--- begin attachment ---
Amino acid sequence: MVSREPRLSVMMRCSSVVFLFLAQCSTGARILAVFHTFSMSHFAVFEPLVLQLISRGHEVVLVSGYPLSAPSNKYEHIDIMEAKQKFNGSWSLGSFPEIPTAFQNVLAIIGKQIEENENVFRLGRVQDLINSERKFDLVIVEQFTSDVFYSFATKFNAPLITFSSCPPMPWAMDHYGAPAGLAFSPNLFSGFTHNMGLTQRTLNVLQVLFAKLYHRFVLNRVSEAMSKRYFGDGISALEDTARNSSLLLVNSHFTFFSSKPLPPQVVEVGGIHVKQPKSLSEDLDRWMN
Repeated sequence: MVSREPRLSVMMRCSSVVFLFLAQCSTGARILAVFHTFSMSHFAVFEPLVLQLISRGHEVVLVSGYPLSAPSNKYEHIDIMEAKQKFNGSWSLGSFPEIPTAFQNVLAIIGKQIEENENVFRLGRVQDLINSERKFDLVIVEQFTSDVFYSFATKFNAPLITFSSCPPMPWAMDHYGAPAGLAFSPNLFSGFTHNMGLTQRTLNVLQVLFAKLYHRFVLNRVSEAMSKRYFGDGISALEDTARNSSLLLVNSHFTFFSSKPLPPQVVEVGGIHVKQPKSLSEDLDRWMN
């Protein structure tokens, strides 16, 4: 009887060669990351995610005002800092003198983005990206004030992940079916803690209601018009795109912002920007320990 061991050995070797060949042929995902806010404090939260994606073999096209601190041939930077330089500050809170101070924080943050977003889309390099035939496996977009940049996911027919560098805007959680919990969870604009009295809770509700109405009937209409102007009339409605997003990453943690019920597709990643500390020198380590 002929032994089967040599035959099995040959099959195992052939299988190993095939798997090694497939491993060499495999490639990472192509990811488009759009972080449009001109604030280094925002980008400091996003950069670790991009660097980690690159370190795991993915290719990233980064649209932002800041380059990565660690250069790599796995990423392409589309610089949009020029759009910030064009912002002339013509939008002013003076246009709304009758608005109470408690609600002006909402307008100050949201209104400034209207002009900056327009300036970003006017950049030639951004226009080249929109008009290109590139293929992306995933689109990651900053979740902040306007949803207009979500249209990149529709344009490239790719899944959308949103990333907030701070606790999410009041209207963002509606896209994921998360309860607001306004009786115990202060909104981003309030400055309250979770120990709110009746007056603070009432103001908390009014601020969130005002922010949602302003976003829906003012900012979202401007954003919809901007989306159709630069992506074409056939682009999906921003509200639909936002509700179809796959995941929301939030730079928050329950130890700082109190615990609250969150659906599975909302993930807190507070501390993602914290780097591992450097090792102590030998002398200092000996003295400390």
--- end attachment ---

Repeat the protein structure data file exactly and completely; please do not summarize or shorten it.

Amino acid sequence: MVSREPRLSVMMRCSSVVFLFLAQCSTGARILAVFHTFSMSHFAVFEPLVLQLISRGHEVVLVSGYPLSAPSNKYEHIDIMEAKQKFNGSWSLGSFPEIPTAFQNVLAIIGKQIEENENVFRLGRVQDLINSERKFDLVIVEQFTSDVFYSFATKFNAPLITFSSCPPMPWAMDHYGAPAGLAFSPNLFSGFTHNMGLTQRTLNVLQVLFAKLYHRFVLNRVSEAMSKRYFGDGISALEDTARNSSLLLVNSHFTFFSSKPLPPQVVEVGGIHVKQPKSLSEDLDRWMN
Repeated sequence: MVSREPRLSVMMRCSSVVFLFLAQCSTGARILAVFHTFSMSHFAVFEPLVLQLISRGHEVVLVSGYPLSAPSNKYEHIDIMEAKQKFNGSWSLGSFPEIPTAFQNVLAIIGKQIEENENVFRLGRVQDLINSERKFDLVIVEQFTSDVFYSFATKFNAPLITFSSCPPMPWAMDHYGAPAGLAFSPNLFSGFTHNMGLTQRTLNVLQVLFAKLYHRFVLNRVSEAMSKRYFGDGISALEDTARNSSLLLVNSHFTFFSSKPLPPQVVEVGGIHVKQPKSLSEDLDRWMN
């Protein structure tokens, strides 16, 4: 009887060669990351995610005002800092003198983005990206004030992940079916803690209601018009795109912002920007320990 061991050995070797060949042929995902806010404090939260994606073999096209601190041939930077330089500050809170101070924080943050977003889309390099035939496996977009940049996911027919560098805007959680919990969870604009009295809770509700109405009937209409102007009339409605997003990453943690019920597709990643500390020198380590 002929032994089967040599035959099995040959099959195992052939299988190993095939798997090694497939491993060499495999490639990472192509990811488009759009972080449009001109604030280094925002980008400091996003950069670790991009660097980690690159370190795991993915290719990233980064649209932002800041380059990565660690250069790599796995990423392409589309610089949009020029759009910030064009912002002339013509939008002013003076246009709304009758608005109470408690609600002006909402307008100050949201209104400034209207002009900056327009300036970003006017950049030639951004226009080249929109008009290109590139293929992306995933689109990651900053979740902040306007949803207009979500249209990149529709344009490239790719899944959308949103990333907030701070606790999410009041209207963002509606896209994921998360309860607001306004009786115990202060909104981003309030400055309250979770120990709110009746007056603070009432103001908390009014601020969130005002922010949602302003976003829906003012900012979202401007954003919809901007989306159709630069992506074409056939682009999906921003509200639909936002509700179809796959995941929301939030730079928050329950130890700082109190615990609250969150659906599975909302993930807190507070501390993602914290780097591992450097090792102590030998002398200092000996003295400390």